For an HSM, there are actually some serious practical implications, relating to how we choose "leaders" in our playspaces, workplaces and relationships. Whereas it may be an outdated paradigm, fact remains that "sensitive" and "gentleness" still tend to work against men, in a group of their peers. Hence (for example) one of the reasons why HSM tend to be "underemployed" at their places of work, and seldom rise to leadership roles in "traditional" company settings.
Recognizing the Highly Sensitive Man
In 1996, Dr. Elaine Aron created a self-test that helped people determine whether or not they are highly sensitive. This free test-- still available on Aron's web site-- is equally valid for men and women. If you have not already taken it, I highly recommend taking five minutes to do so. As I said, it's free.
Take Elaine Aron's sensitivity self test (Opens in a new tab)
In addition, here are some general attributes often common to HS Men. This list is by no means exhaustive, nor do all these characteristics apply to all HSP men. They are the result of meeting and knowing dozens of HS Men over the course of the past almost 20 years. In no particular order:
- HS Men are often soft spoken and "yielding," rather than forceful and assertive.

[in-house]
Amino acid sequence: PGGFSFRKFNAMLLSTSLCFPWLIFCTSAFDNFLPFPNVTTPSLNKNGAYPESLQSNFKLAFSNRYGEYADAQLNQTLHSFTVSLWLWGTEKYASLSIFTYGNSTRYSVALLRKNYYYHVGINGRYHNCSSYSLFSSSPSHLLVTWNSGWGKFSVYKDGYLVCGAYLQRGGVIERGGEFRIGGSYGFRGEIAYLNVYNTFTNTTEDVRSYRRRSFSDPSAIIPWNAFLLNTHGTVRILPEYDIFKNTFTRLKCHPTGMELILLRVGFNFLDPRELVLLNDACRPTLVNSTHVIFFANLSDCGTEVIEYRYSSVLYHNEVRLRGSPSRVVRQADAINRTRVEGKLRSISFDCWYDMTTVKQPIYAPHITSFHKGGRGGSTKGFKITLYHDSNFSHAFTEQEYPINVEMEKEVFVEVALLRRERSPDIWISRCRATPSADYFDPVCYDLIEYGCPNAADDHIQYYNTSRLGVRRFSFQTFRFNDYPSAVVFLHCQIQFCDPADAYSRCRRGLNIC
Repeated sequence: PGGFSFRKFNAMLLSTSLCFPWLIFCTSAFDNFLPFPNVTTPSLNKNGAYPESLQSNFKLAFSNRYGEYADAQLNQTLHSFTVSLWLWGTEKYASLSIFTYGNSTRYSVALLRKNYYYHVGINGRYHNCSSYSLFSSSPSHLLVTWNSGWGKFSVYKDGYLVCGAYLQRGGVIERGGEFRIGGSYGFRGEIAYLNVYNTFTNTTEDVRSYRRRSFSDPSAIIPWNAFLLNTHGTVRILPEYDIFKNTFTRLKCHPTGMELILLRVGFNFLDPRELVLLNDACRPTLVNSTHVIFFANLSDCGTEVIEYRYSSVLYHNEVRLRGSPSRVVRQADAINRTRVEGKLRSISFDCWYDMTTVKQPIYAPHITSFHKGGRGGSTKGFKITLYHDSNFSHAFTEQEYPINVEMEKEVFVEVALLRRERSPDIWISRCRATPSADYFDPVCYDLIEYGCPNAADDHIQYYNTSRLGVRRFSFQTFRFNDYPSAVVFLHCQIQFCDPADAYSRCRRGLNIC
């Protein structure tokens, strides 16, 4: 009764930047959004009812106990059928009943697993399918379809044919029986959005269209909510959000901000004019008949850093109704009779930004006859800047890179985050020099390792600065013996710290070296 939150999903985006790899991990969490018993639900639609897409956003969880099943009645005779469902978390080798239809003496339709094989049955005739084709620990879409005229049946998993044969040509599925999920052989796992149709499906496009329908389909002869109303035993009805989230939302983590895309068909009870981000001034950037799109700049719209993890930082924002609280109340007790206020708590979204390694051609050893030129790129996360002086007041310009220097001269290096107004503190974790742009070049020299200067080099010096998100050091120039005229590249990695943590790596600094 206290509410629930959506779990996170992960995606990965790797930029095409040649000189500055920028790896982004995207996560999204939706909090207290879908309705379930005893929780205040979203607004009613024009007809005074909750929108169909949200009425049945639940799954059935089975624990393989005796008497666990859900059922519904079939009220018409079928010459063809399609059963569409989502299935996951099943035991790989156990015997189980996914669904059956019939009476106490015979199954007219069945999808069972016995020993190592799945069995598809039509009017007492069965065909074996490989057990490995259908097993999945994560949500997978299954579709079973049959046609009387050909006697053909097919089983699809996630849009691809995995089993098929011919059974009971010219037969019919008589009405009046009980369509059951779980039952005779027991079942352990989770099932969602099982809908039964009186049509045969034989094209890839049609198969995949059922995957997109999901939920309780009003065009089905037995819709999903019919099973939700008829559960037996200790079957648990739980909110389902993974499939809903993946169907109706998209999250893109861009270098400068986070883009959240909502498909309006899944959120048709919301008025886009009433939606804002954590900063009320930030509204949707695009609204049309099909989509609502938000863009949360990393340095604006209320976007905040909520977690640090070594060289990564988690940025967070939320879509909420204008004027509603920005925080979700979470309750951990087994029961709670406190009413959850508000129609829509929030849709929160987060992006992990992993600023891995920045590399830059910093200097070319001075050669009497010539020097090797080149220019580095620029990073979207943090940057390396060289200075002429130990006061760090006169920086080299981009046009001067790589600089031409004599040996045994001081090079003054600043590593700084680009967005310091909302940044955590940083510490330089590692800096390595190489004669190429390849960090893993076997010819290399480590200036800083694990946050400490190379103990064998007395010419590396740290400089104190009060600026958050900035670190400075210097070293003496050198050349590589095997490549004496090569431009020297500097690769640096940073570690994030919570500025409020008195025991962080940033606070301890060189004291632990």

- HS Men often have more female than male friends, but are not necessarily "sexually involved" with their female friends (if heterosexual).
- HS Men were often not interested in-- or good at-- team sports, while in school.
- Heterosexual HS Men have often been told they are "effeminate" and frequently misidentified as gay.
- HS Men spend more time in solitary pursuits than most men.
- HS Men tend to be drawn to the arts and creative pursuits and often have limited interest in "traditionally male" pursuits like hunting, working on cars and watching sports on TV.
- HS Men are often more "right-brained" and intuitive rather than "left-brained" and logical, unlike about 75% of the male population.
- HS Men tend to have fairly low involvement/participation in typically male "posturing" and "territoriality" behaviors.
- HS Men are typically highly intelligent, conscientious and and hard working, but tend to underachieve at work, relative to their skill levels.
- HS Men typically start dating and relationships later in life than non-HSPs.
- HS Men have typically had fewer sexual partners by age 30 than their non-HSP counterparts.